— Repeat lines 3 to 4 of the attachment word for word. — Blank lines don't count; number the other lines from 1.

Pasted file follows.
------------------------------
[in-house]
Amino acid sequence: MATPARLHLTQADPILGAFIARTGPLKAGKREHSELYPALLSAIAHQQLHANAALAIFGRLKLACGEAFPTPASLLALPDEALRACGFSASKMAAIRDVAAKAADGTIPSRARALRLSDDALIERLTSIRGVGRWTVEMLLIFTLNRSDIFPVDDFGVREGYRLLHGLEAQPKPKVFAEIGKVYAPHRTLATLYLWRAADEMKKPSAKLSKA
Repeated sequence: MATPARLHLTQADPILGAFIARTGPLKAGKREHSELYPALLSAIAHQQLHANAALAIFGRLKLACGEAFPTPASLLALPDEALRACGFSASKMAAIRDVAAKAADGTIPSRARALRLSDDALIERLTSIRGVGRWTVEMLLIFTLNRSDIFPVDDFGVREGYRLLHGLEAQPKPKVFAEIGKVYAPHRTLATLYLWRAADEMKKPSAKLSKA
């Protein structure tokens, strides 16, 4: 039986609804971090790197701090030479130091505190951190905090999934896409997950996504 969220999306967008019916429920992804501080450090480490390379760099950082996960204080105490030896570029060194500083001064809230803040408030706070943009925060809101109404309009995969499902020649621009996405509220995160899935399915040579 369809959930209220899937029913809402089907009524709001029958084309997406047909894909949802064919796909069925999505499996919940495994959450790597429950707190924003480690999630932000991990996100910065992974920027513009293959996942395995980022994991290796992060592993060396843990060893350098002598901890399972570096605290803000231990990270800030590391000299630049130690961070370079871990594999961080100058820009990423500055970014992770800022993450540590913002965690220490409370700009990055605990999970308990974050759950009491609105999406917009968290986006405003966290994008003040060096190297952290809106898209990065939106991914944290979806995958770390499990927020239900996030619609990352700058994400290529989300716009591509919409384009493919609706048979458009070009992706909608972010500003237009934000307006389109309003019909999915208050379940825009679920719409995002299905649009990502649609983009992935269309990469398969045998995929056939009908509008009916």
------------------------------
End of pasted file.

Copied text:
Repeated sequence: MATPARLHLTQADPILGAFIARTGPLKAGKREHSELYPALLSAIAHQQLHANAALAIFGRLKLACGEAFPTPASLLALPDEALRACGFSASKMAAIRDVAAKAADGTIPSRARALRLSDDALIERLTSIRGVGRWTVEMLLIFTLNRSDIFPVDDFGVREGYRLLHGLEAQPKPKVFAEIGKVYAPHRTLATLYLWRAADEMKKPSAKLSKA
């Protein structure tokens, strides 16, 4: 039986609804971090790197701090030479130091505190951190905090999934896409997950996504 969220999306967008019916429920992804501080450090480490390379760099950082996960204080105490030896570029060194500083001064809230803040408030706070943009925060809101109404309009995969499902020649621009996405509220995160899935399915040579 369809959930209220899937029913809402089907009524709001029958084309997406047909894909949802064919796909069925999505499996919940495994959450790597429950707190924003480690999630932000991990996100910065992974920027513009293959996942395995980022994991290796992060592993060396843990060893350098002598901890399972570096605290803000231990990270800030590391000299630049130690961070370079871990594999961080100058820009990423500055970014992770800022993450540590913002965690220490409370700009990055605990999970308990974050759950009491609105999406917009968290986006405003966290994008003040060096190297952290809106898209990065939106991914944290979806995958770390499990927020239900996030619609990352700058994400290529989300716009591509919409384009493919609706048979458009070009992706909608972010500003237009934000307006389109309003019909999915208050379940825009679920719409995002299905649009990502649609983009992935269309990469398969045998995929056939009908509008009916």